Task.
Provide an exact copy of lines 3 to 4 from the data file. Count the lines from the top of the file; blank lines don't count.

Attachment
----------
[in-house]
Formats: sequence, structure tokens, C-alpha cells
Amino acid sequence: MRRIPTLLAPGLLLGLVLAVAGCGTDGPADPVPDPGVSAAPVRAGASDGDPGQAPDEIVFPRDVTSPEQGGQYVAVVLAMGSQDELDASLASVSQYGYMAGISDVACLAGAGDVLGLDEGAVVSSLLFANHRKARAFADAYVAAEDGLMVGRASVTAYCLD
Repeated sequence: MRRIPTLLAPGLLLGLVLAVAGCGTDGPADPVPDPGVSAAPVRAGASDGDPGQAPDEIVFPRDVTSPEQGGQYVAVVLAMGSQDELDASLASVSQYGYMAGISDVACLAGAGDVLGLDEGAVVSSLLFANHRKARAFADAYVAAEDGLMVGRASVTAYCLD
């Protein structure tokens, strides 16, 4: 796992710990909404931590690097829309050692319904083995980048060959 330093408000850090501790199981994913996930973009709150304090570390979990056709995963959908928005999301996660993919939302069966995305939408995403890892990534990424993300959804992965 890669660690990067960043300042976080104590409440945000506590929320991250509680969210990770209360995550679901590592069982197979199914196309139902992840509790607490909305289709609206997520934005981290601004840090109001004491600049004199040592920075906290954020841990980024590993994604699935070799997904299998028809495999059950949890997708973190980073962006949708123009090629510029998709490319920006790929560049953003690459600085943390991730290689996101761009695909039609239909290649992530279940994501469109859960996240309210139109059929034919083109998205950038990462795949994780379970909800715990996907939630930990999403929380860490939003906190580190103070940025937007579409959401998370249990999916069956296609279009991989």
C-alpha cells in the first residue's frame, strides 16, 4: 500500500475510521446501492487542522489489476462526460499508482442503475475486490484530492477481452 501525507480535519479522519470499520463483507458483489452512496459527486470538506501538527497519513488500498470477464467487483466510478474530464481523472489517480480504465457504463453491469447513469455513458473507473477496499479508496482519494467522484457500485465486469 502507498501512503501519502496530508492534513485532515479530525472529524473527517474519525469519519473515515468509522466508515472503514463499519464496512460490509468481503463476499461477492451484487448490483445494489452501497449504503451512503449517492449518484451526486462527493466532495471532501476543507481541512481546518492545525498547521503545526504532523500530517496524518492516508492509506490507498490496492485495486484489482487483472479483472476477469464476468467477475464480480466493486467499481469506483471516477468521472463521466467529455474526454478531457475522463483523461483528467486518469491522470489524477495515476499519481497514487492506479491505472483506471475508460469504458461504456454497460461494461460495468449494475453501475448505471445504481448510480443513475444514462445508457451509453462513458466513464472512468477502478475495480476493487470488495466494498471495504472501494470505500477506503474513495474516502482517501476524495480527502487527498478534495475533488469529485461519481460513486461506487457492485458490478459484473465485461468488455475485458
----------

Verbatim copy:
Amino acid sequence: MRRIPTLLAPGLLLGLVLAVAGCGTDGPADPVPDPGVSAAPVRAGASDGDPGQAPDEIVFPRDVTSPEQGGQYVAVVLAMGSQDELDASLASVSQYGYMAGISDVACLAGAGDVLGLDEGAVVSSLLFANHRKARAFADAYVAAEDGLMVGRASVTAYCLD
Repeated sequence: MRRIPTLLAPGLLLGLVLAVAGCGTDGPADPVPDPGVSAAPVRAGASDGDPGQAPDEIVFPRDVTSPEQGGQYVAVVLAMGSQDELDASLASVSQYGYMAGISDVACLAGAGDVLGLDEGAVVSSLLFANHRKARAFADAYVAAEDGLMVGRASVTAYCLD